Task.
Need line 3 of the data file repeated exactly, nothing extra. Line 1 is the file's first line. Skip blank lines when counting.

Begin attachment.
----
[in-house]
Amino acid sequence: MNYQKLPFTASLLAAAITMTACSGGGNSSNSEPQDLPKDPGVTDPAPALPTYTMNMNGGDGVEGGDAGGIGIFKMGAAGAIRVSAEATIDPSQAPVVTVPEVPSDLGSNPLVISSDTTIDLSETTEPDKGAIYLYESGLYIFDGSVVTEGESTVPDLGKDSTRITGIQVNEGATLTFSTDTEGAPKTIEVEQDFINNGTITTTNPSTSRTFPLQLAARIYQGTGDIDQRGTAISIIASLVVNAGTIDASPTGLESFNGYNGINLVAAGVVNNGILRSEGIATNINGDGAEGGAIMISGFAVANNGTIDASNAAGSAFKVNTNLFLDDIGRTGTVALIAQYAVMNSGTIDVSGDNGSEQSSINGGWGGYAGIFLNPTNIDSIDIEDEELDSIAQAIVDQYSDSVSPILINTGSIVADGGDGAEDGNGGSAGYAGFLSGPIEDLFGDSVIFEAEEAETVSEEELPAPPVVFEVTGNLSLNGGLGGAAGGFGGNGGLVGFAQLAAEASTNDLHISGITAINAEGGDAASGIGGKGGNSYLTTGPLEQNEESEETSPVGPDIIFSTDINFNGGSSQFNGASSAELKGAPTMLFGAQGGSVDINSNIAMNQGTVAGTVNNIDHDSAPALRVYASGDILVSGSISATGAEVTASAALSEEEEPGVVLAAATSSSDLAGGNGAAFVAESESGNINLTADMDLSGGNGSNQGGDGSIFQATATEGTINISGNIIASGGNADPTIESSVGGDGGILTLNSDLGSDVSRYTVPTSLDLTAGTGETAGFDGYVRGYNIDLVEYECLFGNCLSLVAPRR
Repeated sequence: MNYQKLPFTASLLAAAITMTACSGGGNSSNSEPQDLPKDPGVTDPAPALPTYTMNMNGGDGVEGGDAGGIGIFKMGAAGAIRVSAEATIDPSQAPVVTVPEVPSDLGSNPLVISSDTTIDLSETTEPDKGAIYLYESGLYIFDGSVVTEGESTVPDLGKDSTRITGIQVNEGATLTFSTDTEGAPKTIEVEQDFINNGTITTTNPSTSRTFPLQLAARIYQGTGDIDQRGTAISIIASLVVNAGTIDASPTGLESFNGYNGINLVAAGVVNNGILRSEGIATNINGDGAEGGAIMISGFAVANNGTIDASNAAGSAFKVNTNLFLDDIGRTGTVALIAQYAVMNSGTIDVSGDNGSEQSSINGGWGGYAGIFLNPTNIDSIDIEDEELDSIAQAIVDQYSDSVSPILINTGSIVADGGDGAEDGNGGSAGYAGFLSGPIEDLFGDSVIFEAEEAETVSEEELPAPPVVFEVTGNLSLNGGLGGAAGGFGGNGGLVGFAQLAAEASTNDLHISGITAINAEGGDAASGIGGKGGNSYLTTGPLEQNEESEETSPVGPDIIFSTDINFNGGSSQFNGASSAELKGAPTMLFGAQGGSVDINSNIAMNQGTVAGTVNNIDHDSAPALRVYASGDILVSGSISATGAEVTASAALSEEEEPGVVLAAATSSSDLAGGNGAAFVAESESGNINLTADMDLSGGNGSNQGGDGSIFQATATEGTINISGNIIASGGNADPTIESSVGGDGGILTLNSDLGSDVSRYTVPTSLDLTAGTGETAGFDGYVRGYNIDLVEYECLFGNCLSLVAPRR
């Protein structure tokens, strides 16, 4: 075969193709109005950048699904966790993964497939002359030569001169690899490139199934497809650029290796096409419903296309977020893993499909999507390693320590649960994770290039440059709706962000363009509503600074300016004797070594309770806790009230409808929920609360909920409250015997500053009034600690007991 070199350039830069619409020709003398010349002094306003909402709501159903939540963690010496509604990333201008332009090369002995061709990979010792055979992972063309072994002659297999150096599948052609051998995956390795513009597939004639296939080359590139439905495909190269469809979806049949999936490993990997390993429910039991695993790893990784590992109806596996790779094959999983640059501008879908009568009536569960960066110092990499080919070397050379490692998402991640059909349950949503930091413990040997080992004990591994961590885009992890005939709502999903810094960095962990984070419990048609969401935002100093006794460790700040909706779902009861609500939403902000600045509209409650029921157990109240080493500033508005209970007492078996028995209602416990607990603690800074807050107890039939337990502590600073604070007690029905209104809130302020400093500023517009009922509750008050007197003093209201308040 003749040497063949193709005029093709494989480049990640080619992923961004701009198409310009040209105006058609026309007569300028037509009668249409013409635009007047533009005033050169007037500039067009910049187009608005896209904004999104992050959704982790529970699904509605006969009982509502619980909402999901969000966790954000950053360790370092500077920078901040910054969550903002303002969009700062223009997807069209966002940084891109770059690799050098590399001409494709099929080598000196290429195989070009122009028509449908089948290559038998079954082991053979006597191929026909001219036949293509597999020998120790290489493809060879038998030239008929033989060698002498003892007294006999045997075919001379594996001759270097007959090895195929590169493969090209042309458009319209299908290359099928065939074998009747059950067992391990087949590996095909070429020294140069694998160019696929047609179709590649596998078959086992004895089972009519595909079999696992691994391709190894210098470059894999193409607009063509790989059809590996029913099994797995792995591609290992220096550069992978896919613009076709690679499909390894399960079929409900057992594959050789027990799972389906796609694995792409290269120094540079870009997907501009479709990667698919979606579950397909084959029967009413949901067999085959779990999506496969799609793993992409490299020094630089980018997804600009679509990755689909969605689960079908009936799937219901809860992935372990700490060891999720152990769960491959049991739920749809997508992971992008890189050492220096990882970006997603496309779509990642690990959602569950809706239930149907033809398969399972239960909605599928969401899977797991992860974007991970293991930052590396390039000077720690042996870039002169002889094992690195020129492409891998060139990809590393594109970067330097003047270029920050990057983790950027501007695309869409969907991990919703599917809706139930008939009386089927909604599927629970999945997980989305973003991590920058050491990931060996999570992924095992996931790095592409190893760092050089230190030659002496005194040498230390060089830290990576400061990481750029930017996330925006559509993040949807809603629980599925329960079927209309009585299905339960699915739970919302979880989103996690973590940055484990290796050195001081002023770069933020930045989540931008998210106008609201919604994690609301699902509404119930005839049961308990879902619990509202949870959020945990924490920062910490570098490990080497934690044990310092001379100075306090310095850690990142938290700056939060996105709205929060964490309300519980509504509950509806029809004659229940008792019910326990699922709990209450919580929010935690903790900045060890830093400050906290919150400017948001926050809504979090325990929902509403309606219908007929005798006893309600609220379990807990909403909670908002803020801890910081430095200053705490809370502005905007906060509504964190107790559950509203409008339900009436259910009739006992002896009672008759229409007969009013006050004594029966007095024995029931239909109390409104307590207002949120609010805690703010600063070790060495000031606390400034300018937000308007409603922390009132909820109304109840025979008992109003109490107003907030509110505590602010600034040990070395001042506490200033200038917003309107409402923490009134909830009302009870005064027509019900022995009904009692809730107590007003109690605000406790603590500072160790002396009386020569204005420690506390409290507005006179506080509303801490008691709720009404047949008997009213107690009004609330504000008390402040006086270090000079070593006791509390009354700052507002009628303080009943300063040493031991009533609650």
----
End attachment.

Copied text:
Repeated sequence: MNYQKLPFTASLLAAAITMTACSGGGNSSNSEPQDLPKDPGVTDPAPALPTYTMNMNGGDGVEGGDAGGIGIFKMGAAGAIRVSAEATIDPSQAPVVTVPEVPSDLGSNPLVISSDTTIDLSETTEPDKGAIYLYESGLYIFDGSVVTEGESTVPDLGKDSTRITGIQVNEGATLTFSTDTEGAPKTIEVEQDFINNGTITTTNPSTSRTFPLQLAARIYQGTGDIDQRGTAISIIASLVVNAGTIDASPTGLESFNGYNGINLVAAGVVNNGILRSEGIATNINGDGAEGGAIMISGFAVANNGTIDASNAAGSAFKVNTNLFLDDIGRTGTVALIAQYAVMNSGTIDVSGDNGSEQSSINGGWGGYAGIFLNPTNIDSIDIEDEELDSIAQAIVDQYSDSVSPILINTGSIVADGGDGAEDGNGGSAGYAGFLSGPIEDLFGDSVIFEAEEAETVSEEELPAPPVVFEVTGNLSLNGGLGGAAGGFGGNGGLVGFAQLAAEASTNDLHISGITAINAEGGDAASGIGGKGGNSYLTTGPLEQNEESEETSPVGPDIIFSTDINFNGGSSQFNGASSAELKGAPTMLFGAQGGSVDINSNIAMNQGTVAGTVNNIDHDSAPALRVYASGDILVSGSISATGAEVTASAALSEEEEPGVVLAAATSSSDLAGGNGAAFVAESESGNINLTADMDLSGGNGSNQGGDGSIFQATATEGTINISGNIIASGGNADPTIESSVGGDGGILTLNSDLGSDVSRYTVPTSLDLTAGTGETAGFDGYVRGYNIDLVEYECLFGNCLSLVAPRR